FIG. 4 is an atomic force microscope (AFM) micrograph of the topography of the outer surface of the thin film disk according to the embodiment of the present invention where the texturing layer is sputter deposited on the disk substrate.
FIG. 5 is a view in section illustrating the layers farming the thin film disk according to the embodiment of the present invention where the texturing layer is formed over the magnetic layer.
FIG. 6 is an atomic force microscope (AFM) micrograph of the topography of the outer surface of the thin film disk according to the embodiment of the present invention where the texturing layer is sputter deposited over the magnetic layer.
DETAILED DESCRIPTION OF THE
Referring to FIG. 1. there is illustrated in sectional view a schematic of a prior art CSS disk drive. The disk drive comprises a base 10 to which are secured a disk drive motor 12 and an actuator 14, and a cover 11. The base 10 and cover
11 provide a substantially sealed housing for the disk drive. A gasket 13 is located between base 10 and cover 11 and a small breather port (not shown) equalizes pressure between the interior of the disk drive and the outside environment.
A magnetic recording disk 16 is connected to drive motor
12 by means of hub 18 to which it is attached for rotation by the drive motor 12. A lubricant film 40 is maintained on the surface of disk 16. The substrate for disk 16 is typically made of glass, ceramic, glassy carbon or an AlMg alloy having a textured NiP surface coating. The texturing of the substrate, which is most commonly done by abrasive polishing, causes a replication of the textured topography in the subsequently deposited underlayer, magnetic layer, and protective overcoat so that the overcoat presents a textured outer surface at the head-disk interface. In CSS disk drives, the substrate may be textured only in a nondata region referred to as the landing zone, where the slider 20 is moved when the disk drive is stopped.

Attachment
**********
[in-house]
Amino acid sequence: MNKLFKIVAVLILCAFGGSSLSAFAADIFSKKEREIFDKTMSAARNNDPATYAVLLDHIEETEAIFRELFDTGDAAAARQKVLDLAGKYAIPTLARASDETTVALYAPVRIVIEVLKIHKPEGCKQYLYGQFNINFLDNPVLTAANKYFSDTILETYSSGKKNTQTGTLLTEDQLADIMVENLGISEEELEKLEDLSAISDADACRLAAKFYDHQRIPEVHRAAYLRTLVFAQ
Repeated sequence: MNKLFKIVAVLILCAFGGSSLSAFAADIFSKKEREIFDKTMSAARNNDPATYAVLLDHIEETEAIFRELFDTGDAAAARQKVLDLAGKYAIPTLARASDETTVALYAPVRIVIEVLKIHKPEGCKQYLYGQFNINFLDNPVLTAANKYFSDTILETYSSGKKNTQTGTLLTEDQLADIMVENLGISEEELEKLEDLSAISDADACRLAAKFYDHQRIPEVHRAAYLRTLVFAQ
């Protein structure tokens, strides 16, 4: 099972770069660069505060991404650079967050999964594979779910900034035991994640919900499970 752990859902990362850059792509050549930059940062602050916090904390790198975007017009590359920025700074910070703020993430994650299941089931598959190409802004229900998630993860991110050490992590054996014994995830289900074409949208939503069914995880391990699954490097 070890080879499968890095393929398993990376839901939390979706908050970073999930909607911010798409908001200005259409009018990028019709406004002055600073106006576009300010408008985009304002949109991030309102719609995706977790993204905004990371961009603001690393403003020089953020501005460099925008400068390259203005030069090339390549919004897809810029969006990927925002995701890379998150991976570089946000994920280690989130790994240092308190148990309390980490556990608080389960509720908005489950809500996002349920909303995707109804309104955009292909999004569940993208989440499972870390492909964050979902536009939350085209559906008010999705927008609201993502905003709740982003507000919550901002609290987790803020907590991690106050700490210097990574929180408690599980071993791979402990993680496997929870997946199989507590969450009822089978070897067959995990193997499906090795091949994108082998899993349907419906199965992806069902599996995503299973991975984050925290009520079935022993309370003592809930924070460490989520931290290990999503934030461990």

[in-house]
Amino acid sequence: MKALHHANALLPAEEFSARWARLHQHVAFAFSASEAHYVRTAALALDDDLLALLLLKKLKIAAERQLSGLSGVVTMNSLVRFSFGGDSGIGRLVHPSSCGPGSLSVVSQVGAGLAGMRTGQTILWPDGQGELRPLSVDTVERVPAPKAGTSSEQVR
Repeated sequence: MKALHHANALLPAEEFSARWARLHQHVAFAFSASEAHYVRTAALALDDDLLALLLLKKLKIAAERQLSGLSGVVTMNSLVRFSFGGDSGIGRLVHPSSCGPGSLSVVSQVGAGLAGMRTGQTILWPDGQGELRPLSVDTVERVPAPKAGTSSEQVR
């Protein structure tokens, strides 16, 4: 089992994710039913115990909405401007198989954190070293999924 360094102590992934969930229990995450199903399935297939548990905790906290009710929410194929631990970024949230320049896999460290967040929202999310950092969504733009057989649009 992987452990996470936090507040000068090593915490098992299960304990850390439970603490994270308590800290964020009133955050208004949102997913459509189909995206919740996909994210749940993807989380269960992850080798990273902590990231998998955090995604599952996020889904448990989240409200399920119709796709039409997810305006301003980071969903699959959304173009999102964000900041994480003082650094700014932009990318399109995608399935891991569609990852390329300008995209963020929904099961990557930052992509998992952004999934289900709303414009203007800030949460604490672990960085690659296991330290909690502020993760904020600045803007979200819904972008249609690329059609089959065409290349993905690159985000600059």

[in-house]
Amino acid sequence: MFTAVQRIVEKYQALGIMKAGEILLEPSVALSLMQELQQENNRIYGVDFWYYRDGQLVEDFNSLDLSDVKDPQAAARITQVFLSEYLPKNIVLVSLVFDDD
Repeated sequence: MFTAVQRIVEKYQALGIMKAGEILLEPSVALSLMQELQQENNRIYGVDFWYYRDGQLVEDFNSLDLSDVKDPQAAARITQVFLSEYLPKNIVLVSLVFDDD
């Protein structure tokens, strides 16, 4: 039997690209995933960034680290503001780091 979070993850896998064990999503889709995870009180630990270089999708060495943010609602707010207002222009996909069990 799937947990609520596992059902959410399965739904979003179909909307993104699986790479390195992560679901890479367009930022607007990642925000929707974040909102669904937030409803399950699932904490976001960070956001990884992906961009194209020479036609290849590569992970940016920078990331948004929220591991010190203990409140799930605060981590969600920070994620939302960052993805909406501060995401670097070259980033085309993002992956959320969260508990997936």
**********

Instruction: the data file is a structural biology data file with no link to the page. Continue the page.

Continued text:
A read/write head or transducer 25 is formed on the trailing end of a carrier, such as an air-bearing slider 20. Transducer 25 may be an inductive read and write transducer or an inductive write transducer with a magnetoresistive (MR) read transducer. The slider 20 is connected to the actuator 14 by means of a rigid arm 22 and a suspension 24. The suspension 24 provides a biasing force that urges the slider 20 toward the surface of the recording disk 16.
During operation of the disk drive, the drive motor 12 rotates the disk 16 at a constant speed, and the actuator 14, which is typically a linear or rotary voice coil motor (VCM), moves the slider 20 generally radially across the surface of the disk 16 so that the read/write head may access different data tracks on disk 16.
FIG. 2 is a top view of the interior of the disk drive with the cover 11 removed, and illustrates in better detail the suspension 24 that provides a force to the slider 20 to urge it toward the disk 16. The suspension may be a conventional type of suspension, such as the well-known Watrous suspension, as described in IBM's U.S. Pat. No. 4,167,765. This type of suspension also provides a gimbaled attachment of the slider which allows the slider to pitch and roll as it rides on the air bearing. The data detected from disk 16 by the transducer 25 is processed into a data readback signal by signal amplification and processing circuitry in the integrated circuit chip 15 located on arm 22. The signals from transducer 25 travel via flex cable 17 to chip 15, which sends its output signals via cable 19.